LinuxWorld OpenSolutions Wrap Up--Is Open Source Really Superior?
The Word from the Floor
Without a doubt, the topic wasn't on the official list of conference tracks at LinuxWorld OpenSolutions Summit 2007. But among IT managers and developers who braved icy winds and snow to trek to the two-day show in New York City, talk was in the air over whether software emerging from the open source tradition is really any better than other software.
In casual hallway conversations, and even during formal presentations, some expressed skepticism over certain software offerings.
"It seems to me that a lot of the software people think of as 'open source' isn't truly open source," said Kenneth Dombrowski, a Web site developer attending the show.
Dombrowski was referring to a movement among some vendors to provide not just free open source software, but commercial "hybrid" products mixing open source with proprietary components.
"There's been far too much of that kind of thing lately, in my opinion," the developer told LinuxPlanet.
Other attendees also cited some of the costs--hidden or not--that can go hand-in-hand with open source software. Of course, open source licensing is a lot less restrictive than proprietary licensing schemes.
But pricing from vendors isn't necessarily all that low, especially when costs of services get figured into the equation, said Jon Stumpf of AIG Technologies.
"Licensing isn't everything," Stumpf contended, during a session called "Roundtable Discussion: Windows & Linux Interoperability Challenges and Success Stories."
"Open source has its own 'gotchas,'" according to the speaker. For one thing, users of some open source software now need to worry about the prospect of lawsuits over patent infringements, he said.
Like most of the other OpenSolutions sessions, this one drew good numbers and enthusiastic participation--even though many who'd originally registered for the conference wound up either getting there late, leaving early, or never arriving at all due to February blizzard conditions along the East Coast and elsewhere.
To those in the audience for the roundtable talk, Stumpf recommended evaluating open source software in exactly the same way that proprietary products have always been vetted.
Further, if you decide to use an open source-based product, you should get indemnification from lawsuits written into the contract, said Stumpf. "You can get [that] specified," he suggested.
Many of the entities that signed on to exhibit at OpenSolutions Summit are indeed providers of open source software, even if some of them also beef up their business models with services and/or commercial hybrid products. Yet that general rule of thumb didn't apply to everyone.
For example, take VMware, a virtualization software vendor acquired by storage giant EMC Corp. back in 2003. VMware doesn't supply any open source software, despite the fact that some of its products are now available free of charge.
But as some customers at OpenSolutions seemed to see it, free can be good, anyway, whether or not the software is built on open source technology.
In another widely attended session, Bruce McMillan, a presenter from Solvay Pharmaceuticals, detailed how he'd used VMware's virtualization products to save at least $1.5 million for his company by consolidating various Windows software on to fewer hardware servers.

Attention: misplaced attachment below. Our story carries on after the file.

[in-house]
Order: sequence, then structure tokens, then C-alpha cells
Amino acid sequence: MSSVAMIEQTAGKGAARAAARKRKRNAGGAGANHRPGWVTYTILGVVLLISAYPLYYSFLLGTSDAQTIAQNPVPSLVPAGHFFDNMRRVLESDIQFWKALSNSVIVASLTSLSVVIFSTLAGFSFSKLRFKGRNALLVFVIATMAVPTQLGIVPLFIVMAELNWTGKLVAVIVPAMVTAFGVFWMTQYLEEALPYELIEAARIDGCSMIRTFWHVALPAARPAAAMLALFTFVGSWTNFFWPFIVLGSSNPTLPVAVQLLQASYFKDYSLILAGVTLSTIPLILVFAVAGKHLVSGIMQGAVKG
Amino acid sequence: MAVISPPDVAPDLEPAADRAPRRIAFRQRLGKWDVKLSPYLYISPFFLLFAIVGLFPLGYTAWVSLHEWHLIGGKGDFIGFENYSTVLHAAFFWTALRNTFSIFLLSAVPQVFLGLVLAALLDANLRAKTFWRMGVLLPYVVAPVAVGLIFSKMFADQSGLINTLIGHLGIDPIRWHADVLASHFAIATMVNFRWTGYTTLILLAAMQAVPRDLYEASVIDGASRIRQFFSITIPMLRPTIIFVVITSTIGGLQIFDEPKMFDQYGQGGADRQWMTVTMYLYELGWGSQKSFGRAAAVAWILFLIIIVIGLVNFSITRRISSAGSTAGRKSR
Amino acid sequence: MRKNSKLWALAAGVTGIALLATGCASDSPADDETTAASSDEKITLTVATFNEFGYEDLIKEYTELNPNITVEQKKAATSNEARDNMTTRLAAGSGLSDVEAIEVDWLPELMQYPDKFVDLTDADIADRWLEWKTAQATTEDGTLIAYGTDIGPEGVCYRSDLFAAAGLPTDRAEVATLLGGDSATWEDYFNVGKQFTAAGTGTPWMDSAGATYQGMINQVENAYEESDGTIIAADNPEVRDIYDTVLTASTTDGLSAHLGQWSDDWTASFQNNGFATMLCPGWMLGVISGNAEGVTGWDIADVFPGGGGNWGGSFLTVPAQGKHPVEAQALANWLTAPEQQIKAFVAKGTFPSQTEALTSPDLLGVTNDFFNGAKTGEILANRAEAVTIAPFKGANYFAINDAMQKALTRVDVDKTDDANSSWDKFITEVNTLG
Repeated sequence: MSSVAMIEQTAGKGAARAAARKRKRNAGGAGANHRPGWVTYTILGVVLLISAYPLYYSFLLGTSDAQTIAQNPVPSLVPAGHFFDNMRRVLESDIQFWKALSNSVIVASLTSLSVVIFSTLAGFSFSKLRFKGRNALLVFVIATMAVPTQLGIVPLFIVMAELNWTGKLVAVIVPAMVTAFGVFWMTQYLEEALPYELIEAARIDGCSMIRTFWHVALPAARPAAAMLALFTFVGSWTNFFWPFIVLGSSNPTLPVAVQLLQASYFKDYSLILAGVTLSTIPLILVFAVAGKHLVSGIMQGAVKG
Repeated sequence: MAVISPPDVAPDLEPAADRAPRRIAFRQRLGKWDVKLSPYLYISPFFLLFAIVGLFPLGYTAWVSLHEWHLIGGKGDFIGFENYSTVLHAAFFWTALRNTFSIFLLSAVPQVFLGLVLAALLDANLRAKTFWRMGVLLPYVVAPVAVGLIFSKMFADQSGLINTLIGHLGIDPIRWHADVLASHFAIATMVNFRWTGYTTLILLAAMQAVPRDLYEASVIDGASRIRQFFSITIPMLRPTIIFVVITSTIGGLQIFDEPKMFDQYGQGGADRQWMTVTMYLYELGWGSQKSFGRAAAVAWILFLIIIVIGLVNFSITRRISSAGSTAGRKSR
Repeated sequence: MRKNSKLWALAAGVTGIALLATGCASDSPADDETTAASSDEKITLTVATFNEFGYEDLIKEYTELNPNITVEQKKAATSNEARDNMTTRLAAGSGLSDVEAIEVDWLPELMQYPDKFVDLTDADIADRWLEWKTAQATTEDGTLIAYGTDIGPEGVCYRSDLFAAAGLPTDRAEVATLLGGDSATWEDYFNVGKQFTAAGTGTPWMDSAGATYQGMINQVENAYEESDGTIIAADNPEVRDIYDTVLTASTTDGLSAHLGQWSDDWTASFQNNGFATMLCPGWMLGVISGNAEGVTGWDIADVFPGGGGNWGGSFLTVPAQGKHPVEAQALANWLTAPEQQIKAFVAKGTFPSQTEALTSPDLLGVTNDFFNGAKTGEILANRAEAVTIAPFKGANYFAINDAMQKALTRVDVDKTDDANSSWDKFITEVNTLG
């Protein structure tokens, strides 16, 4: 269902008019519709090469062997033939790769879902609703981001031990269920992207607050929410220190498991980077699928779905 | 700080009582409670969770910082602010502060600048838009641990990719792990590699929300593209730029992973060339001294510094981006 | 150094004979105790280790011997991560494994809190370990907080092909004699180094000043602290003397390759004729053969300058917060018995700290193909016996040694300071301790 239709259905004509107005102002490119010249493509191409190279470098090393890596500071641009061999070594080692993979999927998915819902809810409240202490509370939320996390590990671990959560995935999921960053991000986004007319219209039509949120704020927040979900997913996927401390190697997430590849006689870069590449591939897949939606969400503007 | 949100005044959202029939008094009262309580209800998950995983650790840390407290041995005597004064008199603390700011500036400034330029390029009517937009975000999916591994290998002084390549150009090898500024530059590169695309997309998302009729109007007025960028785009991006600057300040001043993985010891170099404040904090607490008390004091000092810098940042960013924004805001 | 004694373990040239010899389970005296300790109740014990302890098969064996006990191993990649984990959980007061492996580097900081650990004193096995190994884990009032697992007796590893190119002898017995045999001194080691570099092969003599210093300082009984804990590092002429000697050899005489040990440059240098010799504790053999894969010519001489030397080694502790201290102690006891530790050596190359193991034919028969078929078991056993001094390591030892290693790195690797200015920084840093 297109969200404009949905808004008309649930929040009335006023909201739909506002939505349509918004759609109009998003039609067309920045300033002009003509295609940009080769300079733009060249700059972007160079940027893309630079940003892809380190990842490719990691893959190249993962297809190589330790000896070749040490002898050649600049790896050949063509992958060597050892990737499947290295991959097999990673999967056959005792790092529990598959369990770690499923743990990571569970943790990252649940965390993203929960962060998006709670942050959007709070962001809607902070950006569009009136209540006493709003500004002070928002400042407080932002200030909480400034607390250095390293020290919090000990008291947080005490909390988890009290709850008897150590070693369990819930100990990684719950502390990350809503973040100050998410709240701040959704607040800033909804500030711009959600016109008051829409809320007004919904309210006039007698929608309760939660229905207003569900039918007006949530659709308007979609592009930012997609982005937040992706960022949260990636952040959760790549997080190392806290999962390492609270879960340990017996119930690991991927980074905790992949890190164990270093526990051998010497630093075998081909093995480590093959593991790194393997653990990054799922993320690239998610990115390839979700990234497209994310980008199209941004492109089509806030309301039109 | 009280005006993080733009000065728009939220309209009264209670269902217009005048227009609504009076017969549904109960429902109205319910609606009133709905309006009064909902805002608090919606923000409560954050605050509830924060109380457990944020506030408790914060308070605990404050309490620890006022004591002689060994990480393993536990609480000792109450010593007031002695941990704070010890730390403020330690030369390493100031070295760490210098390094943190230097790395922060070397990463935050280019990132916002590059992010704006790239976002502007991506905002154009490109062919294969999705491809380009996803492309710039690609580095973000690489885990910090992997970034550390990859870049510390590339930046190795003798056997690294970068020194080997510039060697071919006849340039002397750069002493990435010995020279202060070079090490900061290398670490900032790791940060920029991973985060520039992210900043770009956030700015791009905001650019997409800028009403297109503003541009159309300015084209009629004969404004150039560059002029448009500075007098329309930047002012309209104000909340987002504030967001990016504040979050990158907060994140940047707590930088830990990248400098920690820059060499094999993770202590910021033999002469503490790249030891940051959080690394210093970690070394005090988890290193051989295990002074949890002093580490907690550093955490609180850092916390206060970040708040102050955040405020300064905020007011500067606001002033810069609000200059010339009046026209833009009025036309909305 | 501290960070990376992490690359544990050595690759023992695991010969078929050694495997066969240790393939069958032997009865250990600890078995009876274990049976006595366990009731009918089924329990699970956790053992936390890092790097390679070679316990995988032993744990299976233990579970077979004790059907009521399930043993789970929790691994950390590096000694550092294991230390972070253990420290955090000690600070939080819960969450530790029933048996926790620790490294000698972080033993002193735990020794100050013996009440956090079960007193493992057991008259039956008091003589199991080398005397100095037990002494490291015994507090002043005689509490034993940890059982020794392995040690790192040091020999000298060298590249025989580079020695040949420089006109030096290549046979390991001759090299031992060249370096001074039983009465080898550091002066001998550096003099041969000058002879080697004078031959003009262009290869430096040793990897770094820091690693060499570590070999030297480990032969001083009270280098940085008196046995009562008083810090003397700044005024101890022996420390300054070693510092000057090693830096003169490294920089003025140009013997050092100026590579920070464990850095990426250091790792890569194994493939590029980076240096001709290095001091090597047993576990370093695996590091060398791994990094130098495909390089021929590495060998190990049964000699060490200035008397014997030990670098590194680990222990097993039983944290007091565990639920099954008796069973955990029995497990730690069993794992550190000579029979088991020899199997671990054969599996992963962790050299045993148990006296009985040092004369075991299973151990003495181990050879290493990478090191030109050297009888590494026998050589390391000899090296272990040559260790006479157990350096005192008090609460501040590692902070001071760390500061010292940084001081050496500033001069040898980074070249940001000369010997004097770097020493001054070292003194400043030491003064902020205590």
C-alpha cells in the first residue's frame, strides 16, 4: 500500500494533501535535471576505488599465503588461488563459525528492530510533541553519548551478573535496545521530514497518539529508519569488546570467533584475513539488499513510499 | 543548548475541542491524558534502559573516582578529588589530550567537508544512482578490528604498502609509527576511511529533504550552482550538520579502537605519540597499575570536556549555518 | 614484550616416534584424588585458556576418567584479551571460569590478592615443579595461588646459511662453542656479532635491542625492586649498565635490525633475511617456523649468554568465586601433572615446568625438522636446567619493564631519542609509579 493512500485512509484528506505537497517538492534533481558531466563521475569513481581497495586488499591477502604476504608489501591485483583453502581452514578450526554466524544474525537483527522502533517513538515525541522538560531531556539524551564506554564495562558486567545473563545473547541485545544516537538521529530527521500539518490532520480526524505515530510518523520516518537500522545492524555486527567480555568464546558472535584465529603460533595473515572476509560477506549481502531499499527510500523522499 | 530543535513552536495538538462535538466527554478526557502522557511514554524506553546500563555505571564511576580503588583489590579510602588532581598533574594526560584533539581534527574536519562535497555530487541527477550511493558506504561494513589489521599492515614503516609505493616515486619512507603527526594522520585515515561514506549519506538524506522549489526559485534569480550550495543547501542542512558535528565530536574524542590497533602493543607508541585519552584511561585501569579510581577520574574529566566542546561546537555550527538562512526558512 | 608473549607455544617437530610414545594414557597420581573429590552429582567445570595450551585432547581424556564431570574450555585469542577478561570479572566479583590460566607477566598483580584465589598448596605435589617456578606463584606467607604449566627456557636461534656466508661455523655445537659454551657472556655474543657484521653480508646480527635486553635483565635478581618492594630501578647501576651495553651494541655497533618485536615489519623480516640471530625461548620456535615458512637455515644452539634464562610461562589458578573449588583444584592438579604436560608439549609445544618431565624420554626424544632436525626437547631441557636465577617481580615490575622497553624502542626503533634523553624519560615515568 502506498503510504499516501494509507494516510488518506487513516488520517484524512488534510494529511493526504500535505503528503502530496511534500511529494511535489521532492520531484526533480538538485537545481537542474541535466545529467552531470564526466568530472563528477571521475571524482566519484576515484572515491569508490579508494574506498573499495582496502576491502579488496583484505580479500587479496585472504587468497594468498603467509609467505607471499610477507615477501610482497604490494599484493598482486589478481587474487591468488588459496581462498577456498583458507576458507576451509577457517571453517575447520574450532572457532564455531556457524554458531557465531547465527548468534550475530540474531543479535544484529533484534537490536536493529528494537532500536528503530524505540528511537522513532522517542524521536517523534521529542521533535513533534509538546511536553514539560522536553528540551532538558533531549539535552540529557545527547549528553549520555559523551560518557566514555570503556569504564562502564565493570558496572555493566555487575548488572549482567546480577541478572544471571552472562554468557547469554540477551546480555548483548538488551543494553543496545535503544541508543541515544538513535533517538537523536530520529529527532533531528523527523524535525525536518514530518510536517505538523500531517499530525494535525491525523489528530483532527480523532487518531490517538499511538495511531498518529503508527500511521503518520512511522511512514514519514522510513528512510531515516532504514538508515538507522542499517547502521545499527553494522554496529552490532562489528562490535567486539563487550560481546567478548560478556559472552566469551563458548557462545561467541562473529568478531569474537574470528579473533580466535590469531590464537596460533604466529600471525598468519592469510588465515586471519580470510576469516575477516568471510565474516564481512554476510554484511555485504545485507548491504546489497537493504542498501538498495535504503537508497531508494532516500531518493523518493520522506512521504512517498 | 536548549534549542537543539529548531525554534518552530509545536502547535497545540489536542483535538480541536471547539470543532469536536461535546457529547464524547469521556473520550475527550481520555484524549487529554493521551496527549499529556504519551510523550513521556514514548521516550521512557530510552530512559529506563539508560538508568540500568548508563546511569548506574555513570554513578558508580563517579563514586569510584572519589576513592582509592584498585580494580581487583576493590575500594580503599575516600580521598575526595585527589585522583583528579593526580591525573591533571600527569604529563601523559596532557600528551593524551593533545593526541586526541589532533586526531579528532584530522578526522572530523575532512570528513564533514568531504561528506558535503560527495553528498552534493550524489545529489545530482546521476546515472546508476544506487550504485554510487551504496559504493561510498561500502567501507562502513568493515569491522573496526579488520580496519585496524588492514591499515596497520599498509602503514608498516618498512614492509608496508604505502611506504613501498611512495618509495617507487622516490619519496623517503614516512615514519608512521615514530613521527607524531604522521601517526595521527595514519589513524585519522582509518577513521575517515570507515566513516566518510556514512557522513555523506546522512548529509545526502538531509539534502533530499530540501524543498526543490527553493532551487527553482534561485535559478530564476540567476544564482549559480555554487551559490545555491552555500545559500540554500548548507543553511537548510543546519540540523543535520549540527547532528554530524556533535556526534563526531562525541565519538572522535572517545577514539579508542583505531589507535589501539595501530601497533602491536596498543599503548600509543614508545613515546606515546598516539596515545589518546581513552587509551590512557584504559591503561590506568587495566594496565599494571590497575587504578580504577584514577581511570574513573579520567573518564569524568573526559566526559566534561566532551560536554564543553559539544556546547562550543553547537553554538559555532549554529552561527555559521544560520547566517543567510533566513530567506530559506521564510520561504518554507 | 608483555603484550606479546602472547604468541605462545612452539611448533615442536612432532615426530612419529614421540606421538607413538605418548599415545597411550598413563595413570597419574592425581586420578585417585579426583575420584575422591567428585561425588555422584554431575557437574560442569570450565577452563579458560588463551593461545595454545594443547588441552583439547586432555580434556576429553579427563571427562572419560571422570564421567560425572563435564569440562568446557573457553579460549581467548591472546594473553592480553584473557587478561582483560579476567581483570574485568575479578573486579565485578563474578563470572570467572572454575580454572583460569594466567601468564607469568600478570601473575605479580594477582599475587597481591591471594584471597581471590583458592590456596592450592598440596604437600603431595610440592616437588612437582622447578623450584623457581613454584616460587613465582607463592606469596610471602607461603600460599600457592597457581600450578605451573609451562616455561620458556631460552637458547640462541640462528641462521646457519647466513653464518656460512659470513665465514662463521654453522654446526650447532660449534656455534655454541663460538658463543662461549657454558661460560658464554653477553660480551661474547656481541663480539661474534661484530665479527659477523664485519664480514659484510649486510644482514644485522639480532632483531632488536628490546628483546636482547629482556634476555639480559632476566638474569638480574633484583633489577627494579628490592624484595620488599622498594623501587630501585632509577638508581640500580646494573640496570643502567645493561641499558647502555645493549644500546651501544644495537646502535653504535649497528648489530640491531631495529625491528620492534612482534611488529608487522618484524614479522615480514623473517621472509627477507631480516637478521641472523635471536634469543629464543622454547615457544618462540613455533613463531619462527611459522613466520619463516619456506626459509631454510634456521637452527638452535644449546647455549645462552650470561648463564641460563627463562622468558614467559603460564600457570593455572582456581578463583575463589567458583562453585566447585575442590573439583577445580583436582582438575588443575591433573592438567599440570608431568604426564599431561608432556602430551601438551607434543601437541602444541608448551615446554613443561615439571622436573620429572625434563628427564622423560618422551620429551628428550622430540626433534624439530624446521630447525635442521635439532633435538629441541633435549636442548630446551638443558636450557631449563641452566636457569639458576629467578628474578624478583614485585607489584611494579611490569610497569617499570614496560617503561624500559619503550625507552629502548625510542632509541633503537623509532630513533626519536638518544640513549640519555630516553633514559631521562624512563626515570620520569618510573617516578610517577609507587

Clearly, a lot of those in McMillan's audience were also interested in cutting costs through virtualization, especially if they could do so via free or low-cost software. They peppered the speaker with questions.
Which versions of Windows have gotten consolidated, for instance? The servers have included Windows NT 4, 2000, and 2003, answered McMillan, who is Solvay's manager of emerging technologies. Beyond that, some Windows 95 software been retained in "roped off" status, to prevent it from doing harm to other systems, and vice versa.
Has software virtualization caused any performance slowdowns? According to McMillan, quite the reverse has held true. "Actually, we've had an increase in performance," he replied. However, McMillan attributed the boost to a series of PC server upgrades on the hardware side.
Audience members also wanted to find out about the virtualization software Solvay has used. McMillan said that, after evaluating VMWare's GSX Server and ESX Server, the pharmaceutical firm opted for ESX because it runs on an underlying Linux kernel instead of a host OS, offering more scalability.
In response to another question, McMillan noted that a deployment of GSX wouldn't have been free, anyway. A little over a year ago, VMware surprised a lot of people by unveiling a free software product called VMware Server, which was a successor to the commercially sold GSX. Unlike the old GSX, though, VMware Server comes with no vendor support.
But, said McMillan, Solvay launched its first virtualization project back in 2003, way before VMware Server came into being. The pharmaceutical maker also used another commercial product, VMware P2V, to migrate some of its servers. Then, after adding an EMC Clarion SAN, Solvay implemented VMware's Virtual Center and VMotion products.
Meanwhile, according to AIG Technologies' Stumpf, at the proverbial end of the day, costs and other "gotchas" associated with open source and proprietary software tend to pale in comparison to the customer's underlying business needs.
Does the business success of a company depend on a particular application? "Then it's worth it to use that [software], anyhow," Stumpf told the OpenSolutions showgoers.
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